The data environment of all readers is not homogeneous. We all have a different environment, different tools and in my experience that just throws confusion into the mix. It's easier for people to disregard the message by just saying: "I don't use postgres like he does" or "my backup solution already includes integrity matching so I don't have to worry about recoverability".

This heterogeneous environment and me afraid of not being able to teach the theoretical mindset through action if I use specific solutions is why I chose to use easier to understand and non-production code. Hoping people will know what to think about in their own environment.

In addition to that I'd find myself obliged to help the reader set up the solution if I introduce a specific one (and set it up on all kinds of operating systems). I've given the specific tools and production code some thought. I go back and forth about whether this is a good idea or not. I've been toying with the idea of using containers, like Docker, to make it easier to set up the environment and some concrete tools. I just don't want this to turn into a book on how to use Docker (I've actually gotten some reviews that say the book successfully teaches people how to use click like that was something I wanted to teach).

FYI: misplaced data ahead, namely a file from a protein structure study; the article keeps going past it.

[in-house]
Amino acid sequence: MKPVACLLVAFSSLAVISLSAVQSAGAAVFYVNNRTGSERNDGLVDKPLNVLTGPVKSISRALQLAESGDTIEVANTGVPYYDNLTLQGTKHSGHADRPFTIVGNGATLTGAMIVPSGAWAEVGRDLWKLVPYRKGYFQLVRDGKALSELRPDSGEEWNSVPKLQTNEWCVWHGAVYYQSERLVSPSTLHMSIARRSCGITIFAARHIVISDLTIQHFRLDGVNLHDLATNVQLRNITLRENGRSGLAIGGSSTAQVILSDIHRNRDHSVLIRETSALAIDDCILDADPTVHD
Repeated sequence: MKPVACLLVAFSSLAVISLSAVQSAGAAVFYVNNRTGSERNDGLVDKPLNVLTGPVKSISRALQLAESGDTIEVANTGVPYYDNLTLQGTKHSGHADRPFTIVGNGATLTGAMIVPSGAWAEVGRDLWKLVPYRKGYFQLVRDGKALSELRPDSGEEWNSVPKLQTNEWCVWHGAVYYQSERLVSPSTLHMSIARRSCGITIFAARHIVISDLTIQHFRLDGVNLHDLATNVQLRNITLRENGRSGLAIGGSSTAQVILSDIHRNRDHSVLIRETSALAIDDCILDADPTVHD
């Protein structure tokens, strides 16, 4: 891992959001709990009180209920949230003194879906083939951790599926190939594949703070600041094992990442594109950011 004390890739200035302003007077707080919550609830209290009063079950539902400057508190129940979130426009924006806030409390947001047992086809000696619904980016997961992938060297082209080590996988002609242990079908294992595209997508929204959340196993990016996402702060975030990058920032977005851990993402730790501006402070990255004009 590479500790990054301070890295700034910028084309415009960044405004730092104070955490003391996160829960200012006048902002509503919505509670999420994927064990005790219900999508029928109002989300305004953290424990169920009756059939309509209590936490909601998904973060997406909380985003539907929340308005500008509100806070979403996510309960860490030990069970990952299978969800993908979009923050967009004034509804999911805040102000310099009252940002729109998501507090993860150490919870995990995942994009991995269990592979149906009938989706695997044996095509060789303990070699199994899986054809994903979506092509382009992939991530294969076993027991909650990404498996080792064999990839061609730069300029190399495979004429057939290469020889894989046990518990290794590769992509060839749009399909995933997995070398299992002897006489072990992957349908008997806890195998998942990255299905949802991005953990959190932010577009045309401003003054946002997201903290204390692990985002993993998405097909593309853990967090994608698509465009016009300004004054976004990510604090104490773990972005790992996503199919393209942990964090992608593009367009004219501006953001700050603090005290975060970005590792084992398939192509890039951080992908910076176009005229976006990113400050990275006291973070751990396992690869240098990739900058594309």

I'll give this some more thought and maybe stumble upon a good way to teach with production code without affecting the real lesson, allowing people to disregard the lesson because they're environment is different, and keeping it interesting and understandable even if it becomes more technical because of solution-specific implementations.

As you can see, I'm on the fence but you've actually pin-pointed the biggest trouble I've had with writing the book. Getting the lesson across in an understandable and useful way.

Thanks again for your feedback. I really appreciate it and it helps me improve my book (and I'm all for improvements).

/Tryggvi